Manatee, Fla.-- Nearly 100 firefighters picketed Sarasota-Bradenton International Airport on Tuesday, protesting the airport's decision last month to outsource the jobs of 12 union firefighters in favor of a private company.
Picketers wore identical red T-shirts and held signs that read "Firefighters Need Your Help," and "Airport Safety Sold to the Highest Bidder." They said the picket line was "informational" only and not meant to disrupt operations or prevent union employees from reaching jobs at the airport.
"Safety at the airport is going to be an issue," said picketer Jim Costa, 50, a firefighter from West Sarasota County and a member of Suncoast Professional Firefighters & Paramedics Local 2546, who questioned which fire units might respond should the airport terminal catch fire. He said employees of Rural/Metro Corp., the private company hired to take over the airport's firefighting chores, are restricted to airplane-related fires.
He disagreed with the position of Fred Piccolo, airport president and chief executive officer, who said he would expect Sarasota County firefighters to respond to such a fire.
Eight speakers also addressed the afternoon meeting of the Sarasota Manatee Airport Authority, which had voted to hire Rural/Metro to operate the airport's fire service beginning Oct. 1. They urged the board to reconsider its position and cancel its three-year contract with Rural/Metro to operate the firefighting unit.
They accused commissioners of risking the safety of the public by hiring uncertified firefighters. They predicted Rural/Metro would provide "worse service" without any real cost savings, complained about Piccolo's $500,000 housing allowance and even accused one airport commissioner of lying about his union membership and trying to hide a criminal arrest.
At one point, authority Chairman Paul Sharff told speaker Mervin Kennell, business agent for the firefighters' union, "I think your personal attacks are out of order" and asked him to sit down.
Even a former airport authority commissioner, Jeanne McElmurray of Sarasota, who served three terms from 1973-1985, left her walker to berate commissioners. "This is wrong," she told the board. She complained that contract negotiations with union officials dragged on for months or years but failed to produce a new agreement covering the fire unit.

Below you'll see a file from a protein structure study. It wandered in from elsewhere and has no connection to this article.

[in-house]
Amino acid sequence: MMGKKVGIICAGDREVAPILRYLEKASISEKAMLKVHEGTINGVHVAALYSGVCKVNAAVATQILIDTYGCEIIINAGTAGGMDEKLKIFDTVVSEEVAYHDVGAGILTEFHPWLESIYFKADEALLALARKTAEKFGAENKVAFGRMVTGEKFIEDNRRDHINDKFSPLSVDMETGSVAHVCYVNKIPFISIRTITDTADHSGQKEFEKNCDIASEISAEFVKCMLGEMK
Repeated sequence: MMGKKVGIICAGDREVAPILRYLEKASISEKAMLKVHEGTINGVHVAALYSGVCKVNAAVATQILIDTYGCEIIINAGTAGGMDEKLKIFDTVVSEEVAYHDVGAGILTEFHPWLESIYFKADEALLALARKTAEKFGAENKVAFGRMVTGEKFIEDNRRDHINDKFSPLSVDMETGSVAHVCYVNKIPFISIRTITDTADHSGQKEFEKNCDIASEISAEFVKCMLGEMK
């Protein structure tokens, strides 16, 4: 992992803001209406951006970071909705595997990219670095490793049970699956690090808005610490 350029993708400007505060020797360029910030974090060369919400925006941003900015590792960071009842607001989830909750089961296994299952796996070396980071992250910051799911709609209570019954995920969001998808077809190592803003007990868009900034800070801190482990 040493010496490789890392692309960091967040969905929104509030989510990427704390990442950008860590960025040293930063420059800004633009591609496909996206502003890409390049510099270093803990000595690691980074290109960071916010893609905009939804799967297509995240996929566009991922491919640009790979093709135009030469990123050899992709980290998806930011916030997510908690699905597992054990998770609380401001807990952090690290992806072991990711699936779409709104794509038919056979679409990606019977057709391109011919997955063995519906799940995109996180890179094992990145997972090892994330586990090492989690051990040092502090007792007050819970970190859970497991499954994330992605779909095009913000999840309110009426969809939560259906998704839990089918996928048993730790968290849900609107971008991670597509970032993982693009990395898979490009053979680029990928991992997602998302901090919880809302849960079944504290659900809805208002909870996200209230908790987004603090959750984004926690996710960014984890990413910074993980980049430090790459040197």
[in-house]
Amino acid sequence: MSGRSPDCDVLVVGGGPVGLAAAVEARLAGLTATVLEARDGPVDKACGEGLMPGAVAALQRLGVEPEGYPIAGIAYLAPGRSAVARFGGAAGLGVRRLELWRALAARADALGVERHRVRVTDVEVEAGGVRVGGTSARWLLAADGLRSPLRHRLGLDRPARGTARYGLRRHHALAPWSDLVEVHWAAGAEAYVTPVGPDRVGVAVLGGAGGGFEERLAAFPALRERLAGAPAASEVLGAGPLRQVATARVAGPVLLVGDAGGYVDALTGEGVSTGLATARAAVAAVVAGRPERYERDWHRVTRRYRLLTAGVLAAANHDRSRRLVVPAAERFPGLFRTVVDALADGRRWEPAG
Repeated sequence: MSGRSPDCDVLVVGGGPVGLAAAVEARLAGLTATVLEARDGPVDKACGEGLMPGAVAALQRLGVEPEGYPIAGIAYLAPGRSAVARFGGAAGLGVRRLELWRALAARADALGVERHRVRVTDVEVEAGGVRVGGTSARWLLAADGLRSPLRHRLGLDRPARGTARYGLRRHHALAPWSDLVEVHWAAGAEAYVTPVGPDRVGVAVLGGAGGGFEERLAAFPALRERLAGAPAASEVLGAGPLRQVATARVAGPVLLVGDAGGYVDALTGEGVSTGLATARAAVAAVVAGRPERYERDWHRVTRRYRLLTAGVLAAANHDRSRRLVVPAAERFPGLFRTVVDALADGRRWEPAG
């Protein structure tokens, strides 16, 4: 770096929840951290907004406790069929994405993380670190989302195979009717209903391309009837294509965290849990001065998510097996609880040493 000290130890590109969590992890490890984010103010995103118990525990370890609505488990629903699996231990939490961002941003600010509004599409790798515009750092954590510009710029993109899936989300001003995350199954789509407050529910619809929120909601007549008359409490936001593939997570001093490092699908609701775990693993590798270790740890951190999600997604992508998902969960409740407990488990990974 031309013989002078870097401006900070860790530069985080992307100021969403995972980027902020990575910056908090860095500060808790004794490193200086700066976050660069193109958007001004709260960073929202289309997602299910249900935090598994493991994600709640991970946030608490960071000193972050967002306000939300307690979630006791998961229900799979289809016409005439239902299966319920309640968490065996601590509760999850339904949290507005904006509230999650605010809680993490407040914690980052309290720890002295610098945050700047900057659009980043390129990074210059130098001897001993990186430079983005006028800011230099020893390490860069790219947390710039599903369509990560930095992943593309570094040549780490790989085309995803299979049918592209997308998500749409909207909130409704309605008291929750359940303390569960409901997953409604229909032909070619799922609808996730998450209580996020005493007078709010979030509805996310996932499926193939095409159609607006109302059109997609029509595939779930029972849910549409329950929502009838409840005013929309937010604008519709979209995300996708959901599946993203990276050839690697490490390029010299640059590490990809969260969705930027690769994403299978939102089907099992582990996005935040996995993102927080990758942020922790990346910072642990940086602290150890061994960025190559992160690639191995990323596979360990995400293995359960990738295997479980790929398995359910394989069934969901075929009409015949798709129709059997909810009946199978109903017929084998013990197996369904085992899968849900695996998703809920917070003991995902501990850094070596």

Piccolo reiterated his position that hiring Rural/Metro would save money and provide better service than the 12 union firefighters and three supervising captains. Piccolo also said that while he did expect cost savings of $325,000 as a result, an equally compelling reason for outsourcing the jobs was that the new company would provide excellent service.
Rural/Metro's operation will have 16 instead of 15 people, including a new fire chief, three supervising captains and 12 firefighters, four of whom are union workers who have been newly hired by Rural/Metro, and will not lose their jobs, he said.
"They're not a bunch of rubes just out of the (fire) academy," Piccolo said.
Firefighters again complained about a clause in Piccolo's employment contract in which the authority agreed to buy a house for Piccolo's use in Sarasota County, costing close to $500,000 with improvements and including an additional $25,000 for furnishings. But Piccolo said his housing arrangement was irrelevant.
Finally, Commissioner Bob Waechter took issue with union members who questioned whether he was really a union firefighter as he had previously stated. They also said he had tried to hide a 1979 burglary arrest.
Waechter pulled out his New York City firefighters' union card to dispatch the first allegation and said he had informed the board of his arrest and had never tried to hide it. He said a judge withheld adjudication and ordered a year's probation in the case.
In other action, the authority passed a 2007 budget showing total revenues of $18.8 million and net expenses of $16.3 million.